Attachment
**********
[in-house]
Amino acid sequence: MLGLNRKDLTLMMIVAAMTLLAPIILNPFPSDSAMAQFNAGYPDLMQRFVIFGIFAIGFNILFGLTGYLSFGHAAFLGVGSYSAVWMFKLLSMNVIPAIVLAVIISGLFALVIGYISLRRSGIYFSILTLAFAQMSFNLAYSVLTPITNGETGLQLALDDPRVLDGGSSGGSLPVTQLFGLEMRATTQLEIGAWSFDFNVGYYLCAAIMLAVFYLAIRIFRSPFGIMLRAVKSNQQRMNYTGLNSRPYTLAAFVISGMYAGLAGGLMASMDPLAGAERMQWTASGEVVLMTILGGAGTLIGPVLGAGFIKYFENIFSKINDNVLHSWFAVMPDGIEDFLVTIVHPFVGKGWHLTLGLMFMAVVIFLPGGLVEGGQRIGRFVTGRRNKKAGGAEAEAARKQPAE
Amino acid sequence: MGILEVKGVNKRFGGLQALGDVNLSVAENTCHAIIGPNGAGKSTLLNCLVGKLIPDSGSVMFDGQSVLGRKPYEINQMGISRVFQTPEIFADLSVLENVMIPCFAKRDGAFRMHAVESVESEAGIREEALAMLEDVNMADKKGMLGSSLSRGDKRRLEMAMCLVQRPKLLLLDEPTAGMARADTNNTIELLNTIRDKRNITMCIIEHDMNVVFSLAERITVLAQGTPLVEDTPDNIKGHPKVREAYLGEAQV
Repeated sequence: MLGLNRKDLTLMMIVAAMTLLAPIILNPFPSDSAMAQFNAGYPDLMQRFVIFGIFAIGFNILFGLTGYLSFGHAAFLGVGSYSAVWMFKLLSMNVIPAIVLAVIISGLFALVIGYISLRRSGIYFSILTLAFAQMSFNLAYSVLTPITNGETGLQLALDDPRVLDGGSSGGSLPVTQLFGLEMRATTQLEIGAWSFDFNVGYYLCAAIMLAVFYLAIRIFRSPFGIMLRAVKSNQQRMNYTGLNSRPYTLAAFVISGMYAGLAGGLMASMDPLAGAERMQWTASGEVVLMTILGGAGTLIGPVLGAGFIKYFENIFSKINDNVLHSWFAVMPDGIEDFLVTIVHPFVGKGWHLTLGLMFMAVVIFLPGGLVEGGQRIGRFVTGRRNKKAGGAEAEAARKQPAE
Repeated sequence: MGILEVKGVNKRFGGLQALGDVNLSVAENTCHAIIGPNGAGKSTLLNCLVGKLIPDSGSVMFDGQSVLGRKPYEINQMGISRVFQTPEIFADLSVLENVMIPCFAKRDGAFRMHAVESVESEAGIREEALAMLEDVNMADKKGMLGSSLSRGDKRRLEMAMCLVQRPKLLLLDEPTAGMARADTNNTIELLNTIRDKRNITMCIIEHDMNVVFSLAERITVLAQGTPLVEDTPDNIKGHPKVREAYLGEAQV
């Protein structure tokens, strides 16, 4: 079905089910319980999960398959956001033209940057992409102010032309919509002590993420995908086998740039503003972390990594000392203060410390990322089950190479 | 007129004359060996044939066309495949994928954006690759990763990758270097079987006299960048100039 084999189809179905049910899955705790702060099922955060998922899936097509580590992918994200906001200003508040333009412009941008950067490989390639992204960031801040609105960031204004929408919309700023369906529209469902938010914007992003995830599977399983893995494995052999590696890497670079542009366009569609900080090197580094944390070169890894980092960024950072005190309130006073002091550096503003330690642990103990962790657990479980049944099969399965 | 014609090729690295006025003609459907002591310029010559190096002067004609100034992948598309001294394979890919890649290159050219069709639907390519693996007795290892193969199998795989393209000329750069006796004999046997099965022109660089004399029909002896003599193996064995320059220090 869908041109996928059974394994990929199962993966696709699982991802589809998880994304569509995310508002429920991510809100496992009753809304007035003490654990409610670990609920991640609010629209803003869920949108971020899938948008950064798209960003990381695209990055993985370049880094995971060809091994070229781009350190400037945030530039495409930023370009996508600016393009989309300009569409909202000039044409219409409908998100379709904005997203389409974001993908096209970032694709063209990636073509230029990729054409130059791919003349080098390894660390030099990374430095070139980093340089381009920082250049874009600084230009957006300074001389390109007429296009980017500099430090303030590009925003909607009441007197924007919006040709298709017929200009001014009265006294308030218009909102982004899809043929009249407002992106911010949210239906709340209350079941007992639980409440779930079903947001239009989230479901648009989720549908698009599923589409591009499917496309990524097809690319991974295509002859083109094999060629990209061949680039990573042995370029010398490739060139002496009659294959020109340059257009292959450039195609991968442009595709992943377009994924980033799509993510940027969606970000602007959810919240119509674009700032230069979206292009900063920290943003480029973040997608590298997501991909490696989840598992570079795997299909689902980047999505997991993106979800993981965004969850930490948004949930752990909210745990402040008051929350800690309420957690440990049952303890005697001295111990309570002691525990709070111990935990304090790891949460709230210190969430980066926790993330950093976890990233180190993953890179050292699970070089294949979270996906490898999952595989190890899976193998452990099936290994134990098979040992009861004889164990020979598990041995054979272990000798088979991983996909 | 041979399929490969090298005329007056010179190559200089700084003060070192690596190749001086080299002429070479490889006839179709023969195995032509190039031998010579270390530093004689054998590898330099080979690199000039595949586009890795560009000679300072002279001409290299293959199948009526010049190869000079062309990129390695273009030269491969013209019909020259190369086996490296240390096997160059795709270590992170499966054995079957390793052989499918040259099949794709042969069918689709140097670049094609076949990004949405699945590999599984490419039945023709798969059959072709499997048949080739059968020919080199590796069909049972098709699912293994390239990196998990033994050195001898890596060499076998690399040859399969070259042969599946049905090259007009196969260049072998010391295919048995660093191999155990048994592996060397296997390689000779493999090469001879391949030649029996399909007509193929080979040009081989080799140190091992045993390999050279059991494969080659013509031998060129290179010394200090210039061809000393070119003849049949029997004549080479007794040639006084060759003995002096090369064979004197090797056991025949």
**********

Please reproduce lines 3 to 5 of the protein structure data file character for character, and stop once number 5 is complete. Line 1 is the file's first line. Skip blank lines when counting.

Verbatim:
Amino acid sequence: MGILEVKGVNKRFGGLQALGDVNLSVAENTCHAIIGPNGAGKSTLLNCLVGKLIPDSGSVMFDGQSVLGRKPYEINQMGISRVFQTPEIFADLSVLENVMIPCFAKRDGAFRMHAVESVESEAGIREEALAMLEDVNMADKKGMLGSSLSRGDKRRLEMAMCLVQRPKLLLLDEPTAGMARADTNNTIELLNTIRDKRNITMCIIEHDMNVVFSLAERITVLAQGTPLVEDTPDNIKGHPKVREAYLGEAQV
Repeated sequence: MLGLNRKDLTLMMIVAAMTLLAPIILNPFPSDSAMAQFNAGYPDLMQRFVIFGIFAIGFNILFGLTGYLSFGHAAFLGVGSYSAVWMFKLLSMNVIPAIVLAVIISGLFALVIGYISLRRSGIYFSILTLAFAQMSFNLAYSVLTPITNGETGLQLALDDPRVLDGGSSGGSLPVTQLFGLEMRATTQLEIGAWSFDFNVGYYLCAAIMLAVFYLAIRIFRSPFGIMLRAVKSNQQRMNYTGLNSRPYTLAAFVISGMYAGLAGGLMASMDPLAGAERMQWTASGEVVLMTILGGAGTLIGPVLGAGFIKYFENIFSKINDNVLHSWFAVMPDGIEDFLVTIVHPFVGKGWHLTLGLMFMAVVIFLPGGLVEGGQRIGRFVTGRRNKKAGGAEAEAARKQPAE
Repeated sequence: MGILEVKGVNKRFGGLQALGDVNLSVAENTCHAIIGPNGAGKSTLLNCLVGKLIPDSGSVMFDGQSVLGRKPYEINQMGISRVFQTPEIFADLSVLENVMIPCFAKRDGAFRMHAVESVESEAGIREEALAMLEDVNMADKKGMLGSSLSRGDKRRLEMAMCLVQRPKLLLLDEPTAGMARADTNNTIELLNTIRDKRNITMCIIEHDMNVVFSLAERITVLAQGTPLVEDTPDNIKGHPKVREAYLGEAQV